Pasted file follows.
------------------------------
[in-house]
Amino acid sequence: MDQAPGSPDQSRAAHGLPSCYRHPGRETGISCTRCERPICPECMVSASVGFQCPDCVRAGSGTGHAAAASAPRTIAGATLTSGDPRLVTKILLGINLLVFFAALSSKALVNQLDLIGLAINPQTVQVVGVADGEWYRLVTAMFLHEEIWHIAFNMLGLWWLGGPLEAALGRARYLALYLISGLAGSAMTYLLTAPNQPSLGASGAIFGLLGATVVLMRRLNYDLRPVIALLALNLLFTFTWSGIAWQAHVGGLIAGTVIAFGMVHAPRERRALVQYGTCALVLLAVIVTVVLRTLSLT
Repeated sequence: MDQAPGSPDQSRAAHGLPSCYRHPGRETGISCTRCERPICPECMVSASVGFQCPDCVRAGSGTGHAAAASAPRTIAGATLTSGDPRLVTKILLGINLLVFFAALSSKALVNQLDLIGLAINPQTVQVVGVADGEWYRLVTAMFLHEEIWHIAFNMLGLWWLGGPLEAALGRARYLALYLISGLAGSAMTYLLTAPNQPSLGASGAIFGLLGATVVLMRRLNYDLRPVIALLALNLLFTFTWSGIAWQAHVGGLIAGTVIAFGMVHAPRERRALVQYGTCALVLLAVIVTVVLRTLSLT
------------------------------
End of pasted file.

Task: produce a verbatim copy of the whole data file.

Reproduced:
[in-house]
Amino acid sequence: MDQAPGSPDQSRAAHGLPSCYRHPGRETGISCTRCERPICPECMVSASVGFQCPDCVRAGSGTGHAAAASAPRTIAGATLTSGDPRLVTKILLGINLLVFFAALSSKALVNQLDLIGLAINPQTVQVVGVADGEWYRLVTAMFLHEEIWHIAFNMLGLWWLGGPLEAALGRARYLALYLISGLAGSAMTYLLTAPNQPSLGASGAIFGLLGATVVLMRRLNYDLRPVIALLALNLLFTFTWSGIAWQAHVGGLIAGTVIAFGMVHAPRERRALVQYGTCALVLLAVIVTVVLRTLSLT
Repeated sequence: MDQAPGSPDQSRAAHGLPSCYRHPGRETGISCTRCERPICPECMVSASVGFQCPDCVRAGSGTGHAAAASAPRTIAGATLTSGDPRLVTKILLGINLLVFFAALSSKALVNQLDLIGLAINPQTVQVVGVADGEWYRLVTAMFLHEEIWHIAFNMLGLWWLGGPLEAALGRARYLALYLISGLAGSAMTYLLTAPNQPSLGASGAIFGLLGATVVLMRRLNYDLRPVIALLALNLLFTFTWSGIAWQAHVGGLIAGTVIAFGMVHAPRERRALVQYGTCALVLLAVIVTVVLRTLSLT